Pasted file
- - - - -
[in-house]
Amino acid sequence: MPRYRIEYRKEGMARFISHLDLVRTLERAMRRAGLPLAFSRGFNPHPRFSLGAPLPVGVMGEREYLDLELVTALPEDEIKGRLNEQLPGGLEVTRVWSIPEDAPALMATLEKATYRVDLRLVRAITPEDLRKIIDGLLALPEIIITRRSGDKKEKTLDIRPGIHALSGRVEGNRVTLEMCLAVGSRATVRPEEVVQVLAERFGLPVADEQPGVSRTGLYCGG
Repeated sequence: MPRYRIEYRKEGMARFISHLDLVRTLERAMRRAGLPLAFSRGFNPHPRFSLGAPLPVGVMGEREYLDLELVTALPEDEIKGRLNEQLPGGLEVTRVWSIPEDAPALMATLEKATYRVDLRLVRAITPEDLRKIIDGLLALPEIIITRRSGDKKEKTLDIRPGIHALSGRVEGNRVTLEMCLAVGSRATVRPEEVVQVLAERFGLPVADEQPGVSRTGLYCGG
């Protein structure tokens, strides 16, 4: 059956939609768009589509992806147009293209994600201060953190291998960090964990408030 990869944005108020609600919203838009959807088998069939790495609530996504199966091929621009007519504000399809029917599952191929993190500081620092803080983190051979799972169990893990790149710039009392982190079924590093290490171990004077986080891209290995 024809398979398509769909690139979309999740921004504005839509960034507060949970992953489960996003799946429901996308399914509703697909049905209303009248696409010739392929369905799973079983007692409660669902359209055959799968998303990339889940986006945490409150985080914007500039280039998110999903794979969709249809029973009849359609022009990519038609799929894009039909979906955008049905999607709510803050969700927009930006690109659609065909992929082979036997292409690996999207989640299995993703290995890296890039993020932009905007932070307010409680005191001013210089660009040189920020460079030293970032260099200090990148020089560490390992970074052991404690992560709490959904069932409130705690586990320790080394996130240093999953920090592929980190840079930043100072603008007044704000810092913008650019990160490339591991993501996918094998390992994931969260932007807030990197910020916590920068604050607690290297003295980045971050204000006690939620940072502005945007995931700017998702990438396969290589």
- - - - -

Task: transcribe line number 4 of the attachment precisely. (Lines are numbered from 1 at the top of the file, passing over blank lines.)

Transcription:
């Protein structure tokens, strides 16, 4: 059956939609768009589509992806147009293209994600201060953190291998960090964990408030 990869944005108020609600919203838009959807088998069939790495609530996504199966091929621009007519504000399809029917599952191929993190500081620092803080983190051979799972169990893990790149710039009392982190079924590093290490171990004077986080891209290995 024809398979398509769909690139979309999740921004504005839509960034507060949970992953489960996003799946429901996308399914509703697909049905209303009248696409010739392929369905799973079983007692409660669902359209055959799968998303990339889940986006945490409150985080914007500039280039998110999903794979969709249809029973009849359609022009990519038609799929894009039909979906955008049905999607709510803050969700927009930006690109659609065909992929082979036997292409690996999207989640299995993703290995890296890039993020932009905007932070307010409680005191001013210089660009040189920020460079030293970032260099200090990148020089560490390992970074052991404690992560709490959904069932409130705690586990320790080394996130240093999953920090592929980190840079930043100072603008007044704000810092913008650019990160490339591991993501996918094998390992994931969260932007807030990197910020916590920068604050607690290297003295980045971050204000006690939620940072502005945007995931700017998702990438396969290589």